The real point of bringing up the grieving process is to point out that the loss of a loved one is an extremely dangerous time for those left behind. In fact, the death of a spouse is the single highest risk factor for one’s own death. I’m sure many of us can think back to an elderly couple who died months apart.
The period of bereavement is a time when people need to come together, provide support and take care of each other. It’s very important that you and your loved ones know that the emotions you will experience are universal and normal. Try to keep that in mind when the time comes. Be reminded that normal grief can last over a year. Don’t feel abnormal because of the difficulties you may be having moving on. It’s healthy to work through your pain.
Common psychological thought describe four trajectories we take in bereavement.

  • Resilience – the attempt to ‘stay strong’ through it all
  • Recovery – evolution toward a healthy honoring and appreciation of the life of the lost
  • Chronic dysfunction – the unfortunate circumstance of being stuck in the mourning process such that it cripples your existence
  • Delayed grief or trauma – the subsequent release and expression of those suppressed emotions

Grief is to be considered a necessary and healthy part of a recovery process that we should learn to embrace. Here’s hoping you find the path to celebrating the lives of your loved ones when they’ve made the final transition.
I welcome any questions you may have.
Feel free to ask your SMA expert consultant any questions you may have on this topic.
Take the #72HoursChallenge, and join the community. As a thank you for being a valued subscriber to Straight, No Chaser, we’d like to offer you a complimentary 30-day membership at www.72hourslife.com. Just use the code #NoChaser, and yes, it’s ok if you share!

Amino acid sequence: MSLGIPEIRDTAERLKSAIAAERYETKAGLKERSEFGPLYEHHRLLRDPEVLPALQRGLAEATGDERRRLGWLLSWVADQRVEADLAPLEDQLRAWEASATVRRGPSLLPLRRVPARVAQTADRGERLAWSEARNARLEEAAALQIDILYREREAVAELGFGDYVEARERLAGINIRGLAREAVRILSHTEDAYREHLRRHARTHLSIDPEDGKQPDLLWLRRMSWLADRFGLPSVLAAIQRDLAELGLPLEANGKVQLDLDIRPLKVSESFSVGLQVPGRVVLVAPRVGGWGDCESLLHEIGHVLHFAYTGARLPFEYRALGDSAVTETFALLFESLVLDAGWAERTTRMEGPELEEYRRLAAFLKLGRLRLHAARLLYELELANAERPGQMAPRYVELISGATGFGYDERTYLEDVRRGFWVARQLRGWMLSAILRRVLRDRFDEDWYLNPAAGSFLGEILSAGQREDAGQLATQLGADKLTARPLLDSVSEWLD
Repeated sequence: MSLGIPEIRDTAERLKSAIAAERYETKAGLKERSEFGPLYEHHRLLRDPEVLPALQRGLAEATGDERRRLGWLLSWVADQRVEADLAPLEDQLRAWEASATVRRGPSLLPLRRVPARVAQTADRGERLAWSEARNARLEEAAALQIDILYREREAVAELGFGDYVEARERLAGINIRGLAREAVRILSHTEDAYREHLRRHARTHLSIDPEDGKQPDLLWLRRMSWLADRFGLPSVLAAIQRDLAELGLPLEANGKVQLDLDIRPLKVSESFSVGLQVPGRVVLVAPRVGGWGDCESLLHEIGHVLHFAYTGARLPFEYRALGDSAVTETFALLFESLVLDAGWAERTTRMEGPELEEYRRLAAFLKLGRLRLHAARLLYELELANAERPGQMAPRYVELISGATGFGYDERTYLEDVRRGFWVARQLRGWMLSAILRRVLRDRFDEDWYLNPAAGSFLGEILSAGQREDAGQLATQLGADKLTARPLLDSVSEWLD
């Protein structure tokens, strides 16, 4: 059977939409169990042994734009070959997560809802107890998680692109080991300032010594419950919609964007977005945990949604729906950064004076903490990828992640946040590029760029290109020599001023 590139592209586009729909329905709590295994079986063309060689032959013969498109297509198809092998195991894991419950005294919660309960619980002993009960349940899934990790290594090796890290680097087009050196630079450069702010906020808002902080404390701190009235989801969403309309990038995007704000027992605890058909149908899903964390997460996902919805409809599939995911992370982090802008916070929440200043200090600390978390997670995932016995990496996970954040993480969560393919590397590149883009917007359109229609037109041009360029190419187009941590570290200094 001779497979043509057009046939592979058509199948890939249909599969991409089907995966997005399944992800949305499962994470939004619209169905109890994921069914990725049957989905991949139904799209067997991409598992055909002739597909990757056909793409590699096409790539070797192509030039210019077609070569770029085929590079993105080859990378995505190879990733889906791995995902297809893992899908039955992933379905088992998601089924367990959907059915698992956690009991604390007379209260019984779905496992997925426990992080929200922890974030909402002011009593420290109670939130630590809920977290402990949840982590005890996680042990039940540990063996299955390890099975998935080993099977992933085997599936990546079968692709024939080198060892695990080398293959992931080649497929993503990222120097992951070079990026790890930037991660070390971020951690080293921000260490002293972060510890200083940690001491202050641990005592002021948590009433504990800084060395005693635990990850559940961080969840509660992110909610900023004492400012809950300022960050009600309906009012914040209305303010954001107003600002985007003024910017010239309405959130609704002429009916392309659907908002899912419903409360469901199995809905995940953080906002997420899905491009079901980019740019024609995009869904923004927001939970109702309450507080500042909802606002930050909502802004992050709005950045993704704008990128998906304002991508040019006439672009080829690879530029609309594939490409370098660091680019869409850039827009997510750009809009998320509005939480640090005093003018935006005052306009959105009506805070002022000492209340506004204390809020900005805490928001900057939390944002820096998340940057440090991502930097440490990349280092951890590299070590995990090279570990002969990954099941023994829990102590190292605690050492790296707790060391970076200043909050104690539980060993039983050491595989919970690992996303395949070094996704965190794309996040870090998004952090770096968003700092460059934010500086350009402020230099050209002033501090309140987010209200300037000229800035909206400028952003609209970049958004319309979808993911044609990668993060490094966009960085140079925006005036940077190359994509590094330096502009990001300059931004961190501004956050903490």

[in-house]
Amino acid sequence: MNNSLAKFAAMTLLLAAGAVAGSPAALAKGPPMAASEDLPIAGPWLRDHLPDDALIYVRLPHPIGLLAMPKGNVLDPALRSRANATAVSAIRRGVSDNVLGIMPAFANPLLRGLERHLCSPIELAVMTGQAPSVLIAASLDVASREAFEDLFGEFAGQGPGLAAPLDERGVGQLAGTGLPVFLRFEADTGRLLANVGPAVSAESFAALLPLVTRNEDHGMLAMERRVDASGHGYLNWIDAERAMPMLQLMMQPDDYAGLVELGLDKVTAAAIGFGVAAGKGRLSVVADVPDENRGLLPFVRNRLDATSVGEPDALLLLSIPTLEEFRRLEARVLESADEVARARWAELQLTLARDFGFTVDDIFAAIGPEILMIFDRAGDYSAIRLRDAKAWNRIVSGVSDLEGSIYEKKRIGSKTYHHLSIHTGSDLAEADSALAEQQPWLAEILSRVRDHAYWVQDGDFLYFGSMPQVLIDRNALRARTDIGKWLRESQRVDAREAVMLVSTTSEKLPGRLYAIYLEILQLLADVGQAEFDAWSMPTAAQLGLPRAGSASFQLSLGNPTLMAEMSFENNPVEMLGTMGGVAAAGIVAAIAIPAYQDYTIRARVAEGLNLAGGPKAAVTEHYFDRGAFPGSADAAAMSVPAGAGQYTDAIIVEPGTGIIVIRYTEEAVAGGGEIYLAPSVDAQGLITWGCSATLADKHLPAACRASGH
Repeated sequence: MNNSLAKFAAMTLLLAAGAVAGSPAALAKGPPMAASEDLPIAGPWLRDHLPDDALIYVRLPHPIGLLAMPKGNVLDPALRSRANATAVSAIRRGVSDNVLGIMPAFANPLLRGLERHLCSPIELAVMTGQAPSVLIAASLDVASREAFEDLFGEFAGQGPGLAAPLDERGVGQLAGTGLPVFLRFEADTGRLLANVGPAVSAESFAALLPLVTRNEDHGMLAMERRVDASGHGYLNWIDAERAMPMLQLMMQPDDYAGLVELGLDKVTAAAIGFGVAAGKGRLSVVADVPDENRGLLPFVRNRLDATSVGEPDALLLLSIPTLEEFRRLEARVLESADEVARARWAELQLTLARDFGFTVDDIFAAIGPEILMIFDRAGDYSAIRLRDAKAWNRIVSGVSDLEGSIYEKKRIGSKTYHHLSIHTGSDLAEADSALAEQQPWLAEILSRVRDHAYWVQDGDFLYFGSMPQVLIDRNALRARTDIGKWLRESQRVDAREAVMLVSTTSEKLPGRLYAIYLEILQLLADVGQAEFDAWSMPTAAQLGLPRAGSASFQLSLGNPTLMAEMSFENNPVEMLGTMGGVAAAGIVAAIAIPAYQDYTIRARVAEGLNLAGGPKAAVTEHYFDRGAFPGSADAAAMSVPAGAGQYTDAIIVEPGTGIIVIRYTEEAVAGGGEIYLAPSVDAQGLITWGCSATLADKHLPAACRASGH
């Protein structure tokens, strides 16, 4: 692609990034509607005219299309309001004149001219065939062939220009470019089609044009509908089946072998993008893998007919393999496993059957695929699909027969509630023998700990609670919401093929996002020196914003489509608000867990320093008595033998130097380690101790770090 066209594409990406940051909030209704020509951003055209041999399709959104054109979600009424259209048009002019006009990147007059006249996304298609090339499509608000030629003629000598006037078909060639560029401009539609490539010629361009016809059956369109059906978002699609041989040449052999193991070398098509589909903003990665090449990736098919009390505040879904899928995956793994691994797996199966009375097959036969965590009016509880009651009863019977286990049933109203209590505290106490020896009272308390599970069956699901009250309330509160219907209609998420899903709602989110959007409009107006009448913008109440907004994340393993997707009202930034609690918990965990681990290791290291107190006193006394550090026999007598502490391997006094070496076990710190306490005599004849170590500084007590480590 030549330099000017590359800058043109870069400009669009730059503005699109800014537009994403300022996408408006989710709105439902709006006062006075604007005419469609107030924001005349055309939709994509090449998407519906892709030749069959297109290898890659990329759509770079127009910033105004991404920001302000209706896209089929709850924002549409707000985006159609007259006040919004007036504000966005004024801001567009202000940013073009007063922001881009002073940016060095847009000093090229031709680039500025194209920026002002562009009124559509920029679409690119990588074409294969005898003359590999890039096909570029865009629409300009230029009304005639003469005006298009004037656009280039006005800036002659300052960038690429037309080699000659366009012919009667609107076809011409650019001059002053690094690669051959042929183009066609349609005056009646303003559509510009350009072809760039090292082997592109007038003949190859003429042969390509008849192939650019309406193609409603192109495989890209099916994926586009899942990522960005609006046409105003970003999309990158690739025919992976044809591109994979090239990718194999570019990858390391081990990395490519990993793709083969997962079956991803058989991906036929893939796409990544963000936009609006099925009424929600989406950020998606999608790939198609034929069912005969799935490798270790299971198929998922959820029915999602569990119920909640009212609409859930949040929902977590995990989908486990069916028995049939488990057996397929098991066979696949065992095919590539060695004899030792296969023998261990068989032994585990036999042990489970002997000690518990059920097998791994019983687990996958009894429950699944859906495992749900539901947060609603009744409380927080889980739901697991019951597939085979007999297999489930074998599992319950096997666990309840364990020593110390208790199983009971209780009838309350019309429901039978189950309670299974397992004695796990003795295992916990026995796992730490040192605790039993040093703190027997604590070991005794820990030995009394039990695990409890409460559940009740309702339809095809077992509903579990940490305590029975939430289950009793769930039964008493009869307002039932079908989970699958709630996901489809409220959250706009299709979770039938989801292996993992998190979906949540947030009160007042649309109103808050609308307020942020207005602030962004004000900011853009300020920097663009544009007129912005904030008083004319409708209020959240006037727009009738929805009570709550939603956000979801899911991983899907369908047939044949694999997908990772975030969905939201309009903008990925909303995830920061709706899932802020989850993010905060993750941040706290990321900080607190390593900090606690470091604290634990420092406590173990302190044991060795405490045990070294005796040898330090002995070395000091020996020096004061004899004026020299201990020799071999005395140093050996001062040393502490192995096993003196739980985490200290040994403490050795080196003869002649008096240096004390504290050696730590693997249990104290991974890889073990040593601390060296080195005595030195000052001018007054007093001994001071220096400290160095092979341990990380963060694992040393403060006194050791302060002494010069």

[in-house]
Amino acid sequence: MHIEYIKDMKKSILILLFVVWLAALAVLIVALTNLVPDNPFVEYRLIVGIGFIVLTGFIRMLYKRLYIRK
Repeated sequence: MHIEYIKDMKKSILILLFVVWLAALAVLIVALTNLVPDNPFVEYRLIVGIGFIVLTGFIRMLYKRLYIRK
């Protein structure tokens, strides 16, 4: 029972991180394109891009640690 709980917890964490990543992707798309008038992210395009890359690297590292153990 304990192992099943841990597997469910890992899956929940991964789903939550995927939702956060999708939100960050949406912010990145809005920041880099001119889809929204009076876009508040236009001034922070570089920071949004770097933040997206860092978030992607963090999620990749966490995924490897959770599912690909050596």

Order your copy of Dr. Sterling’s new books There are 72 Hours in a Day: Using Efficiency to Better Enjoy Every Part of Your Life and The 72 Hours in a Day Workbook: The Journey to The 72 Hours Life in 72 Days at Amazon or at www.72hourslife.com. Receive introductory pricing with orders!
Thanks for liking and following Straight, No Chaser! This public service provides a sample of what http://www.SterlingMedicalAdvice.com (SMA) and 844-SMA-TALK offers. Please share our page with your friends on WordPress, like us on Facebook SterlingMedicalAdvice.com and follow us on Twitter at @asksterlingmd.
Copyright © 2017 · Sterling Initiatives, LLC · Powered by WordPress

Straight, No Chaser: Suicide Data 2016 – Understand the Threat

suicidemap
There are amazing, shocking and saddening facts about suicide.  It is equally amazing that we aren’t discussing this as an epidemic. After a period of nearly consistent decline in suicide rates in the United States from 1986 through 1999, suicide rates have increased almost steadily from 1999 through 2014.
Consider the following information provided by the Centers for Disease Control and Prevention and the National Vital Statistics System.

  • There were an average of 105 suicides a day in the U.S. (over 38,000 for 2010).
  • An estimated 8.3 million adults reported having suicidal thoughts in the past year.